It sets out the Government's view that people need to be consulted on how services are run, and informed about the quality of services in their area, and should be able to call local bodies to account if services fail to meet their needs. This doesn't seem particularly radical - most councils regularly consult their communities on a wide range of issues.
But the White Paper also focuses on the need to move beyond ‘one size fits all' service models to focus on individual needs. The logical extension is that we also need to develop a more targeted approach to communication that addresses individuals rather than whole communities.
Many public bodies are already targeting so-called ‘hard to reach groups', which is shorthand for socially excluded people who, for a variety of reasons, have historically low levels of engagement with service providers. For me, ‘hard to reach groups' should also include people who shun local democracy because it fails to relate to their needs and interests.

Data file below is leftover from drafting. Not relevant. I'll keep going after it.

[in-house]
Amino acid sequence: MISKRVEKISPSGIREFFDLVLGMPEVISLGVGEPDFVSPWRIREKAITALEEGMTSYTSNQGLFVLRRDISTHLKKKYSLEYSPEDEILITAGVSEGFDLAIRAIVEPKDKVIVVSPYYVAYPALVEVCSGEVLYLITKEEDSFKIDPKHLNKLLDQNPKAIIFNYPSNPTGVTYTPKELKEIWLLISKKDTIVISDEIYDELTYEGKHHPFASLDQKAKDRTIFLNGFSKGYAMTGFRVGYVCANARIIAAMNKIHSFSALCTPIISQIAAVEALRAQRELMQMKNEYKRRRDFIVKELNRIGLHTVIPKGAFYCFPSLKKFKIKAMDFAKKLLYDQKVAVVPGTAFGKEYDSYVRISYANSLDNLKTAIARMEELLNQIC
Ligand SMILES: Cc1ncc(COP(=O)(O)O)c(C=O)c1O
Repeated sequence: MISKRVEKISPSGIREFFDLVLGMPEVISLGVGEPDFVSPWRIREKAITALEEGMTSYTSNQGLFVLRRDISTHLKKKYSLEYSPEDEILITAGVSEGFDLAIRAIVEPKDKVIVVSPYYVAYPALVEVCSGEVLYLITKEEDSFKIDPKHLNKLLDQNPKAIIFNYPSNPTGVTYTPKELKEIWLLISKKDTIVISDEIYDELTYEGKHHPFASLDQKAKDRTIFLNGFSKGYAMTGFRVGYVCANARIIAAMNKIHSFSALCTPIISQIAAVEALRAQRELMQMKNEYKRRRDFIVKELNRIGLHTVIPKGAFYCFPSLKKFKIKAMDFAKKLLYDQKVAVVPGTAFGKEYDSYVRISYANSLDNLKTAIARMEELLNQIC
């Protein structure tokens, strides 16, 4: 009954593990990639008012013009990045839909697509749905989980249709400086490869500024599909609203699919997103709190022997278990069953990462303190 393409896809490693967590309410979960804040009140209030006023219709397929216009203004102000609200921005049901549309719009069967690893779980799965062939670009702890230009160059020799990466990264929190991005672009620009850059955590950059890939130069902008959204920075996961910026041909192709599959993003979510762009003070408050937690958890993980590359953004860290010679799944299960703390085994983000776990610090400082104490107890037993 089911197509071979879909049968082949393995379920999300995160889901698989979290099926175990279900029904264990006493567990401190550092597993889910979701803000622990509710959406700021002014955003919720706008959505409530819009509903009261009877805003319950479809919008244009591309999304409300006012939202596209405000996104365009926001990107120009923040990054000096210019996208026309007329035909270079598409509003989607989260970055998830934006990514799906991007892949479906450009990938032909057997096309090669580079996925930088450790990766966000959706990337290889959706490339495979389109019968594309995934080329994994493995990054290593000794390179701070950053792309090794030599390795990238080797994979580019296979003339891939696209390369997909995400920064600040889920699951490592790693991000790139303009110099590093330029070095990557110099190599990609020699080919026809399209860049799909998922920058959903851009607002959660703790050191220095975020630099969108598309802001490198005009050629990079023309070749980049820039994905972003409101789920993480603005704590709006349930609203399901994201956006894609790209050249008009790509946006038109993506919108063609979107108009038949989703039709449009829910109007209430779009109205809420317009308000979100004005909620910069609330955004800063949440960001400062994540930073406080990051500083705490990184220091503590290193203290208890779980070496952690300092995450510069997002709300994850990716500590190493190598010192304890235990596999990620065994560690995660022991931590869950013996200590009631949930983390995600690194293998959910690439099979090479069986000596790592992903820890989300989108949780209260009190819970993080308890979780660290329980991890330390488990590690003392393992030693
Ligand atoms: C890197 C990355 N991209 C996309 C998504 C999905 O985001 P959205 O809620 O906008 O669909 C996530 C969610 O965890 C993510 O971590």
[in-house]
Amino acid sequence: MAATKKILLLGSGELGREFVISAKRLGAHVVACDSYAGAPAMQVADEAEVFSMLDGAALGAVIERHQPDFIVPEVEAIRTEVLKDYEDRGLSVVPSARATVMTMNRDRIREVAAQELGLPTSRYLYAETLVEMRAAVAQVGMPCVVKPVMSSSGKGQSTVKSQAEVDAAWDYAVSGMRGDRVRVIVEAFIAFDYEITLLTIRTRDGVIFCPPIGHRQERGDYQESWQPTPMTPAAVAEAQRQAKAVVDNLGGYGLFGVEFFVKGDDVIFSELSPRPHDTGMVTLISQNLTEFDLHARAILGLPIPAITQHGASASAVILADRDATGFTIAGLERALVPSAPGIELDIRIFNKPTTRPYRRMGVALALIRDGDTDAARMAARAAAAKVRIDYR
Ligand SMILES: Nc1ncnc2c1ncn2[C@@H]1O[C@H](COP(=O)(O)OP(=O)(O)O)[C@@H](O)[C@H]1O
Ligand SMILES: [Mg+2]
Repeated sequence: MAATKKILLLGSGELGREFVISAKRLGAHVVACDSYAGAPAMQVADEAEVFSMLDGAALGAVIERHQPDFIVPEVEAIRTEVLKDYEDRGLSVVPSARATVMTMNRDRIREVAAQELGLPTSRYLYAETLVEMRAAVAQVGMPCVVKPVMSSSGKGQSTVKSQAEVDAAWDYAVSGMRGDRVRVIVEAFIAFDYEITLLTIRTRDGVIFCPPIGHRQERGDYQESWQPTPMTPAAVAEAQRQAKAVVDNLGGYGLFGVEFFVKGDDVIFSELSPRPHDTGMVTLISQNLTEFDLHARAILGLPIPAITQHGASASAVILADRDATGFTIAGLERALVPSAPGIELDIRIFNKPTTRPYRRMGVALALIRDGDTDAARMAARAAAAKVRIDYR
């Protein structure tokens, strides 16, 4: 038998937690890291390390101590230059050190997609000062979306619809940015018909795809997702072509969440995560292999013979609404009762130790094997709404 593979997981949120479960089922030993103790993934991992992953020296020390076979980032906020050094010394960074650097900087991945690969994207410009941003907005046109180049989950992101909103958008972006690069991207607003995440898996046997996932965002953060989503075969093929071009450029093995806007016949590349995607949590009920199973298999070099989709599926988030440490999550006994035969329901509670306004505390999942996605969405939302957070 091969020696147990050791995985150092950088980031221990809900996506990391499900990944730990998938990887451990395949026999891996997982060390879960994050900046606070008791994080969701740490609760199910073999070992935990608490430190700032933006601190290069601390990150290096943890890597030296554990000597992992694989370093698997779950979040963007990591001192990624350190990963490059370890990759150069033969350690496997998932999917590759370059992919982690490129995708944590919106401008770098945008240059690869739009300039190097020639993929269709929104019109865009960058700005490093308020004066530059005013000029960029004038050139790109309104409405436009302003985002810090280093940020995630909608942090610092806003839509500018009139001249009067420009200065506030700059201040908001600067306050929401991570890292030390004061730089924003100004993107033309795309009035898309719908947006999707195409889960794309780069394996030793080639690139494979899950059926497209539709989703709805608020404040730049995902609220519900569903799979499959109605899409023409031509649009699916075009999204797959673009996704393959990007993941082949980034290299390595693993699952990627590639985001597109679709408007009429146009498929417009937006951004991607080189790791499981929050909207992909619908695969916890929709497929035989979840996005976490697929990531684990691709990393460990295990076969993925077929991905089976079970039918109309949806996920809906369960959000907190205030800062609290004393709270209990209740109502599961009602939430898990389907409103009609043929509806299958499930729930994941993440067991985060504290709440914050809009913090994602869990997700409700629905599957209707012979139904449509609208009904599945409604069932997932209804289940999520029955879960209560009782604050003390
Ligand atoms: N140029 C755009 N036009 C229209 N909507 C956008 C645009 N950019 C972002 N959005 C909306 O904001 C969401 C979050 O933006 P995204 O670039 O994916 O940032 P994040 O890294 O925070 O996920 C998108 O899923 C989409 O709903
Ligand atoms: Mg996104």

The danger for all public services is that they simply fail to keep up with the pace of change in how people want to interact. Why are public sector websites almost exclusively used for information delivery rather than gathering feedback? Why aren't we asking residents to rate their interactions at the time they take place, rather than relying on annual surveys?
The growth of social media such as MySpace and YouTube, the proliferation of blogging, the use of feedback on sites such as eBay and Amazon, all suggest that technology is not decreasing interaction between individuals and organisations but increasing it.
This does not mean that local government should cease communicating with vulnerable or disadvantaged groups, stop providing information in community languages, or refrain from more traditional forms of engagement. But it does mean that if we are to address the personalisation agenda, it will have to be on everyone else's terms, and not just our own.
Lorraine Langham is co-founder and managing director of Verve Communications